How to write a song (Songwriting for beginners)
Have you ever wanted to learn how to write a song?
How easy is it to write a song?
Usually we think of songwriting as a magical and mysterious process, but what if I told you that there are some easy steps that will help you become a better songwriter?
- Music or groove first?
- The Hook
- Most Common Chords
- Creating the Rest of the Song
- Why Co-Writing is a Good Idea
Did you know that one single man has written 21 No. 1 hits on Billboards Hot 100 list?
Source: Max Martin on Wikipedia
The only two persons topping that record is Paul McCartney with 32 No. 1s and John Lennon with 26.
Fun fact: Even though this man is responsible for so many hits I bet that you probably didn’t know his name before this post.
The man I’m talking about is the Swedish songwriter Max Martin. Max has clearly developed a unique formal for writing hit songs!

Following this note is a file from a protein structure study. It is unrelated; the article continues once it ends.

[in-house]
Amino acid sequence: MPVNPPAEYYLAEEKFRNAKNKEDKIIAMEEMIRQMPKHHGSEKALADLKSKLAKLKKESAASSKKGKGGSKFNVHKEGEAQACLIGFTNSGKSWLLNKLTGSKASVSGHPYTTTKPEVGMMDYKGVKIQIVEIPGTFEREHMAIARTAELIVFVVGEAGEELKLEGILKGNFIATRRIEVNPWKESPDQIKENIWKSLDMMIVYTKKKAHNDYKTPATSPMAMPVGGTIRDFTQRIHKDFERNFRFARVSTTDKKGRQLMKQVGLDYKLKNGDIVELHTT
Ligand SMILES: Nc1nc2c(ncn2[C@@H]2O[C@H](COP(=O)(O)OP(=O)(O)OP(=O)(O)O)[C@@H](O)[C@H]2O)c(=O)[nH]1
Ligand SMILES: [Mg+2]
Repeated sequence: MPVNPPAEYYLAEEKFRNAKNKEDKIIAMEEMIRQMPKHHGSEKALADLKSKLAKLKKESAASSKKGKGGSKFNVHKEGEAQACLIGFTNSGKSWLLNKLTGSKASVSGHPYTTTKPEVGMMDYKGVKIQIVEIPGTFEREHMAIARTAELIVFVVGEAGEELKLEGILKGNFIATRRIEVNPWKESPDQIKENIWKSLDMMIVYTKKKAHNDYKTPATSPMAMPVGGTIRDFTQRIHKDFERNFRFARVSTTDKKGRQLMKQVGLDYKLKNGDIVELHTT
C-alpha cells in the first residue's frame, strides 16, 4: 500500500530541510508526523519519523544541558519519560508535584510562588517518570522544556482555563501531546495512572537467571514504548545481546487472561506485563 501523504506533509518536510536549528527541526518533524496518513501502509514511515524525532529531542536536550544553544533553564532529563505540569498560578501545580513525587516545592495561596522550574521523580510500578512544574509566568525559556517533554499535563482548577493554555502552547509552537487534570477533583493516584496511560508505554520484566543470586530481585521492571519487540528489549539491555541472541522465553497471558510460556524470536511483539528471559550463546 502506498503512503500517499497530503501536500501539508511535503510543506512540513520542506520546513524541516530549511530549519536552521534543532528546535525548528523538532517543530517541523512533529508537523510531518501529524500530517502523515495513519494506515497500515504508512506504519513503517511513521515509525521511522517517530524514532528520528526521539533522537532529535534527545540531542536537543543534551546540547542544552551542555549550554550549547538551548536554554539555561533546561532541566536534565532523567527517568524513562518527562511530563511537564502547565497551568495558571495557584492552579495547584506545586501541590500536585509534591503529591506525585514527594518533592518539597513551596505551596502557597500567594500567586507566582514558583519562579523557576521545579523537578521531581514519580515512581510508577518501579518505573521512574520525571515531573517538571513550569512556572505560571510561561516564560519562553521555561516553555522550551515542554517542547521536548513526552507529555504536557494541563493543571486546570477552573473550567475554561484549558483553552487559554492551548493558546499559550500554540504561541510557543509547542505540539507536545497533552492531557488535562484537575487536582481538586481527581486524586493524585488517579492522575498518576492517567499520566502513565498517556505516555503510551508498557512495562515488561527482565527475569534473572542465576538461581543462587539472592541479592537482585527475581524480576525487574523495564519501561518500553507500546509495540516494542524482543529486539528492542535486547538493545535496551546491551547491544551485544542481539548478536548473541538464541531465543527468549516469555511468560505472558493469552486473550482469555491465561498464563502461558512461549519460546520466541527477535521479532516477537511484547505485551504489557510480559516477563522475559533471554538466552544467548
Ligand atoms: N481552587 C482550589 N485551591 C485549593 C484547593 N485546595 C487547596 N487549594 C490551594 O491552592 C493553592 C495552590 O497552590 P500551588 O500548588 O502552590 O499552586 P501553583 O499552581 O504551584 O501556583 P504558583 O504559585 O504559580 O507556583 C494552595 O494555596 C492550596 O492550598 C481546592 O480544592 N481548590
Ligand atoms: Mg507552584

Just take a look at the full list of his No. 1s:
Most people know all the songs on this list.
It is really impressive!
What can we tell from this?
Well, obviously this man knows what he’s doing. Not only does he make hit songs – he’s done it for almost 20 years. This means that he’s doing something that isn’t just based on a temporary trend.
Do you know what it is?
Let me give you a hint: Quality
This man provides quality pop songs. He knows what makes a good pop song and he’s been writing for so many years that his writing skills have become amazing!
I’ve decided to make this beginner’s guide for aspiring songwriters to show you some steps that will make your songwriting way easier and provide quality to your songs.
These are some of my favorite tip and tricks, which I learned from some of the best songwriters out there.
Let’s get started!
Melody or groove first?
There are a ton of different approaches to songwriting.
Some people write the lyrics first.
Other people write the melody and then the lyrics.
And some just make the groove, beats and music first.